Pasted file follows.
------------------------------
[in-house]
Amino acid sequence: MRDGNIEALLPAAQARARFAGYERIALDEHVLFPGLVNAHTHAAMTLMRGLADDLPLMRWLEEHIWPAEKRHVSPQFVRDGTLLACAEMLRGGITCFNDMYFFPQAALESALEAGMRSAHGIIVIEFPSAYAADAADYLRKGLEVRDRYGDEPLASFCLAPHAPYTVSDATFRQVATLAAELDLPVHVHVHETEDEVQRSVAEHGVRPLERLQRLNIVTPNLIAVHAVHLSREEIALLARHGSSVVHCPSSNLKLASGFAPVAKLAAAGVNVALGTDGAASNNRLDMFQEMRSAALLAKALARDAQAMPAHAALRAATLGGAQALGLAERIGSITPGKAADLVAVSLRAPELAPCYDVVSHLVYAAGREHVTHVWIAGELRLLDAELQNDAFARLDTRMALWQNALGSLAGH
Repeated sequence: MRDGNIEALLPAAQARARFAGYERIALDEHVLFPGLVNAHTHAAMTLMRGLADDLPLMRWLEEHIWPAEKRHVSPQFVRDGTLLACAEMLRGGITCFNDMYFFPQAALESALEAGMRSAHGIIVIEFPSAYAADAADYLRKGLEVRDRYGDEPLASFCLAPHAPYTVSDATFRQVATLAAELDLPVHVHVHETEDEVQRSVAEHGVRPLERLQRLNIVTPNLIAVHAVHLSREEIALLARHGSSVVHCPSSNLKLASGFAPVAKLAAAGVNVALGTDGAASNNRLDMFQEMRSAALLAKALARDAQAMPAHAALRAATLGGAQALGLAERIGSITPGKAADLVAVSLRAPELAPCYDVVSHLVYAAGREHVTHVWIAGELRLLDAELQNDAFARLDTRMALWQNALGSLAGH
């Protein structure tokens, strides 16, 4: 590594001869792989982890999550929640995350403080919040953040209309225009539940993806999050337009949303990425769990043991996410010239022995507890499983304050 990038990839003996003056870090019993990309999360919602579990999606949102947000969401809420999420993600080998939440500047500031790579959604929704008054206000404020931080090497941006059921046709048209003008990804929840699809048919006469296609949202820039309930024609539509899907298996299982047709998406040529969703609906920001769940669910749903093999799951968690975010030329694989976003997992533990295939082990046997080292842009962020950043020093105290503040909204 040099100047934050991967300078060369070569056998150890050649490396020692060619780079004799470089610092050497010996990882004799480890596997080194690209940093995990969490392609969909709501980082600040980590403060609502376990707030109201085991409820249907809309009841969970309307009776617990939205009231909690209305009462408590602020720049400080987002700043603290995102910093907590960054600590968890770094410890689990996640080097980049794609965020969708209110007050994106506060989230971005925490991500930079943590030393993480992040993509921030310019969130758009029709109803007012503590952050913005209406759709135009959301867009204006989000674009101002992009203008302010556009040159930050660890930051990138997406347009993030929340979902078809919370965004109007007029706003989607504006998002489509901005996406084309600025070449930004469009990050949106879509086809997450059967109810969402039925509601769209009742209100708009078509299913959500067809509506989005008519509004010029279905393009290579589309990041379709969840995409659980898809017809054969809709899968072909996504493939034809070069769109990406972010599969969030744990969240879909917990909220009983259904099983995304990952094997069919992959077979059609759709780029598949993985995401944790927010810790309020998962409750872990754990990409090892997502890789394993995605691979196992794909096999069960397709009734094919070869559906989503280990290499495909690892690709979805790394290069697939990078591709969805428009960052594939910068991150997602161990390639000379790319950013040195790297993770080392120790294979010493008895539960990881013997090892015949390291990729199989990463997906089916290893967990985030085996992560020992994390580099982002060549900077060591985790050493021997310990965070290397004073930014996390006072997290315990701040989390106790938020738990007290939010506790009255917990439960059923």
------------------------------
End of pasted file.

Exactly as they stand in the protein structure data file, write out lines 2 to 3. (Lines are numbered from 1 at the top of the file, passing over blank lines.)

Amino acid sequence: MRDGNIEALLPAAQARARFAGYERIALDEHVLFPGLVNAHTHAAMTLMRGLADDLPLMRWLEEHIWPAEKRHVSPQFVRDGTLLACAEMLRGGITCFNDMYFFPQAALESALEAGMRSAHGIIVIEFPSAYAADAADYLRKGLEVRDRYGDEPLASFCLAPHAPYTVSDATFRQVATLAAELDLPVHVHVHETEDEVQRSVAEHGVRPLERLQRLNIVTPNLIAVHAVHLSREEIALLARHGSSVVHCPSSNLKLASGFAPVAKLAAAGVNVALGTDGAASNNRLDMFQEMRSAALLAKALARDAQAMPAHAALRAATLGGAQALGLAERIGSITPGKAADLVAVSLRAPELAPCYDVVSHLVYAAGREHVTHVWIAGELRLLDAELQNDAFARLDTRMALWQNALGSLAGH
Repeated sequence: MRDGNIEALLPAAQARARFAGYERIALDEHVLFPGLVNAHTHAAMTLMRGLADDLPLMRWLEEHIWPAEKRHVSPQFVRDGTLLACAEMLRGGITCFNDMYFFPQAALESALEAGMRSAHGIIVIEFPSAYAADAADYLRKGLEVRDRYGDEPLASFCLAPHAPYTVSDATFRQVATLAAELDLPVHVHVHETEDEVQRSVAEHGVRPLERLQRLNIVTPNLIAVHAVHLSREEIALLARHGSSVVHCPSSNLKLASGFAPVAKLAAAGVNVALGTDGAASNNRLDMFQEMRSAALLAKALARDAQAMPAHAALRAATLGGAQALGLAERIGSITPGKAADLVAVSLRAPELAPCYDVVSHLVYAAGREHVTHVWIAGELRLLDAELQNDAFARLDTRMALWQNALGSLAGH